I had this idea on Sunday that led to today’s program—more about that in a minute. One of those sit down and do it programs, I banged this out pretty quick yesterday. Not wasting time, I decided today I’d share it. Road is a very simple program that I never intended to make. But here it is, so lets talk about it more.
# It started with an idea.
On Sunday, I was trying to talk myself into setting a goal to finish my Gem Quest game. I sat down and just wrote a journey entry explaining how I would do that. While playing Destiny, I was thinking about how I work to complete quests. The quests aren’t very different and are sometimes tedious, but I get them done. My mind asked, why?
The answer is reward. Each task in isolation may be a pain, but the idea of completing one after the other has appeal. I know my progress. I know how much I need to do. Together, it gives me a goal that is measurable and I can strive to accomplish it. That begged the question, why can’t I do that with my program? The short answer is: I can!
To that end, my journey entry was all about how to gamify my development goals. I wrote down each of the different tasks I still needed to complete. I have each world, some play tweaking, optimization and play testing. I then broke each of those into sub tasks that I would then work on. The intent is that I would then give myself badges or points as I accomplished them.
Now none of that directly gets me to this program, but it prompted another tangent of thought. I had in my mind some sort of road that would include each badge as I completed a task. The thought was this would be my journey to completing my game. I went to bed with that thought in my head.
# A game within a game.
Now, the idea of a journey made wasn’t unique to me. I’d built slides for work depicting a journey or story to get from a current state to a desired future state. Doing this, albeit in a gamified manner, for home wasn’t too out there. But, my mind started to think about those badges.
Now, I was thinking of using prebuilt software or applications to help gamify my task list. Dwelling on the badges, I thought I’d make some sort of 8-bit version of them. It is something I like to do. Thus, the reward for finishing each major task would be to create a badge for that task.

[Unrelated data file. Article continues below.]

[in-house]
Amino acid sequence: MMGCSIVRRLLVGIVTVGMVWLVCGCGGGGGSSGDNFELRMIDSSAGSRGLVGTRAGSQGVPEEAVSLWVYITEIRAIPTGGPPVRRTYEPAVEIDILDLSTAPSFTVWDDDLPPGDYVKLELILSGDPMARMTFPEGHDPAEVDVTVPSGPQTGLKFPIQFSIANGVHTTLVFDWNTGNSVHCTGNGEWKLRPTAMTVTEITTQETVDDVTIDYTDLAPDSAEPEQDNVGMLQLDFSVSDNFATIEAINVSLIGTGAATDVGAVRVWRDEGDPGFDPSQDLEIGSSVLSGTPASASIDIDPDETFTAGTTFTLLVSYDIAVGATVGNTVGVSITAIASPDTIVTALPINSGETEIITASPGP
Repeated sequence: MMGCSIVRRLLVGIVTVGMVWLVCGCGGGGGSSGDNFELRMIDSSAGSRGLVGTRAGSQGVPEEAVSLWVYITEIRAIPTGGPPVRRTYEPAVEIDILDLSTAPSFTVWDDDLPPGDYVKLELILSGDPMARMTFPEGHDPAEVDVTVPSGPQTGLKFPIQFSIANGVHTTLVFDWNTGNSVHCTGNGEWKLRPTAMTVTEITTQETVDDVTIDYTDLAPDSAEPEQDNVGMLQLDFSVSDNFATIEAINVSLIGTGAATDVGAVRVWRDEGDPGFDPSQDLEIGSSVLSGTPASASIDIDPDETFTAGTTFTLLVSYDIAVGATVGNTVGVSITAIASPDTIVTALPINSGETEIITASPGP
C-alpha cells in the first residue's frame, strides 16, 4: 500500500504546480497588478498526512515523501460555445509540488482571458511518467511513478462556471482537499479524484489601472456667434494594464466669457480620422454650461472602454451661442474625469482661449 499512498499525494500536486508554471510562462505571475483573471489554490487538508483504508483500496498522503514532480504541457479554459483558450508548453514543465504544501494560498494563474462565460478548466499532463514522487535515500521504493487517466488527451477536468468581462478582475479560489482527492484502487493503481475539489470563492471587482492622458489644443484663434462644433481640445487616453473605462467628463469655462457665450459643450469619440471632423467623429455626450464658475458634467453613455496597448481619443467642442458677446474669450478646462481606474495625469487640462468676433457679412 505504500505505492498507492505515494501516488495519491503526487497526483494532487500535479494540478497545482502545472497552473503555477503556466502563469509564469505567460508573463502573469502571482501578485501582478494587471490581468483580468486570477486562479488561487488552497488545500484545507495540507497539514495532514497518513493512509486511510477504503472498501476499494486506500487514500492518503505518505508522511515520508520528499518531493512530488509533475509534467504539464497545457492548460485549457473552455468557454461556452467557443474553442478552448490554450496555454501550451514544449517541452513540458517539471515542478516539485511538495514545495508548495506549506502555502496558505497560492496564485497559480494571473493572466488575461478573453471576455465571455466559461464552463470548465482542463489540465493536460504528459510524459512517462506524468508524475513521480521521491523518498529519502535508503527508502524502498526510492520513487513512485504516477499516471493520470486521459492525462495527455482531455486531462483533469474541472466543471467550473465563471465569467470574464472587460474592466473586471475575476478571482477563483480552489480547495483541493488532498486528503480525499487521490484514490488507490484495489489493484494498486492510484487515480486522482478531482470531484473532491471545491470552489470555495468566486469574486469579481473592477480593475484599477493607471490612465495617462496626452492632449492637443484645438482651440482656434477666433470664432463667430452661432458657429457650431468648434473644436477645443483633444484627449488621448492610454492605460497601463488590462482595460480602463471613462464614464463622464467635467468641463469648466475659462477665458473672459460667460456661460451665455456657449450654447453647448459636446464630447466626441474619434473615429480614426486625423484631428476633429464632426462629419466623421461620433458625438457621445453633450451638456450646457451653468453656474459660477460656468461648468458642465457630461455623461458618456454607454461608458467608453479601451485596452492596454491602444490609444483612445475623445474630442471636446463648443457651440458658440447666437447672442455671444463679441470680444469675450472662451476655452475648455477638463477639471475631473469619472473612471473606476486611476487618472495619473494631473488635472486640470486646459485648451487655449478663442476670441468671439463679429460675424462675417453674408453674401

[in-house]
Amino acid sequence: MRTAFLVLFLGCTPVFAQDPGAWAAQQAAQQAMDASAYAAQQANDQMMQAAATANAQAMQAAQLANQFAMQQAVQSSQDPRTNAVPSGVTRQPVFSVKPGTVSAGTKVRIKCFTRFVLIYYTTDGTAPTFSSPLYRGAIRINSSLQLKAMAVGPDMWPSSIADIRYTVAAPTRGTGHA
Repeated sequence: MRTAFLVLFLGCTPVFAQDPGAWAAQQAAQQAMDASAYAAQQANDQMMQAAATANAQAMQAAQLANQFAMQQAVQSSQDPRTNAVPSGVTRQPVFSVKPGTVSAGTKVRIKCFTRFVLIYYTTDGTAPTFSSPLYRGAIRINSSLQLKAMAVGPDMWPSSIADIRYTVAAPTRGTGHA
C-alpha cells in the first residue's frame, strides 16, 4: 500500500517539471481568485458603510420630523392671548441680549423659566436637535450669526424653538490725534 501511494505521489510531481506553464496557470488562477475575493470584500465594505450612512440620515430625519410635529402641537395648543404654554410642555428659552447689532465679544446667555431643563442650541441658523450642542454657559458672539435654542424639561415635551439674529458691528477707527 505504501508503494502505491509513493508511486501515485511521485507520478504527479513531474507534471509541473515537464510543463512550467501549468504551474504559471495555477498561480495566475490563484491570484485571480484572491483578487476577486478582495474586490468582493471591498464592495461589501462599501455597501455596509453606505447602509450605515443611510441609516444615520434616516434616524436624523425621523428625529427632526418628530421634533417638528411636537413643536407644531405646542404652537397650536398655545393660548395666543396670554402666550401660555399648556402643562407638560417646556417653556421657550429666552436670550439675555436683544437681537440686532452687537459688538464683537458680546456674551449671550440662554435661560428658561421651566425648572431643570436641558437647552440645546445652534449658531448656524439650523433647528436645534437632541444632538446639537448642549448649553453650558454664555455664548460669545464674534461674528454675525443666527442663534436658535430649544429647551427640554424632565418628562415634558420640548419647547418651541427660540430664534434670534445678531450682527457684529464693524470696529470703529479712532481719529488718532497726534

Of course, given Gem Quest is a ZX81 game, I thought about how that would look. The idea that came to me was to create some sort of road that I could display the badges along. The idea of a scrolling, curving road running on my ZX81 entered my mind and consumed my sleep. This is not how you should program, but hey.
# Building a road to nowhere.
Now, the next day, Monday, I still had my gamify idea in my head along with that ZX81 road. During my run that day, it crept into my thoughts. My mind mulled over how to create that road. To my surprise, the code just kind of appeared to me. It wasn’t complex or even that interesting, but it seemed workable.
That evening, burnt out on email and other activities, I told myself I should just write that code down. Not quite committed to how I would enter the program, I found myself futzing around with the JSzeddy emulator. I threw caution to the wind—as every good program should do, and just decide to write Road in BASIC.
I tried to organize the code bit from what was in my head, but otherwise the ideas were from my run. I had the thought or printing a road with stripes. Easy enough. The challenge is I wanted to curve my roads, but not like a racing game. I wanted to arch them out and back.
The code to do that was simple, I just use a variable (in this case Z) to hold the random direction. This is translated into a left curve, straight, or a right curve. I just create a random number between 1 and 3 and subtract 2 to get: -1, 0 and 1. Now, I could have just used the 1-3, but I thought the numbers better conveyed what road direction.
With that done, I then created three
IF statements that would add or subtract to bend the road. Now, looking back on the program, I could have used the Z variable and simplified this to one statement. But the program works and I did have to do some tweaking to get the right curve to look better.
The next step was to print the road and scroll the screen. I cheated and used another boolean check to decide when to paint the median line. With that done, I ran the program and, to my utter surprise, it worked. No real debugging or such. As noted above, I did have to tweak some math for the right to bend better. Other than that, it just ran.
# Bridges or curves?
The final program works as I envisioned it, but the curves weren’t quite as subtle as I had in my head. Watching the program run, the curved roads started to look more like little bridges. I mused over that for a bit, decided if I should tweak the routine. In the end I liked the effect and let it alone.
Now, with the program running properly all that was left to do was some minor clean up. I decided to make the median line one of the hatched or grey blocks. That looked better and added some depth. I threw in a save routine and I was complete.
Next steps were simply to copy the text from JSzeddy to my mac. I ran my bin2hex.pl script and I had a working ZX81 program. I was done for Monday. I ran it, shared with my wife, and went to bed.
Getting back to my program tonight, I thought it would be perfect to just write about it now. This saves me waiting until the end of the month to write my article. Plus, I have a lot going on at work and don’t to be in a rush at the end of the month.
To finish the program, I followed my normal routine of copying it into an EightyOne on an older Mac that I can still run 32bit programs on. I saved a screen shot along with a tape (.tzx) version of the program. I copied all that to my laptop, converted and compressed the picture, and wrote this article. All in all, a nice way to spend a couple of hours.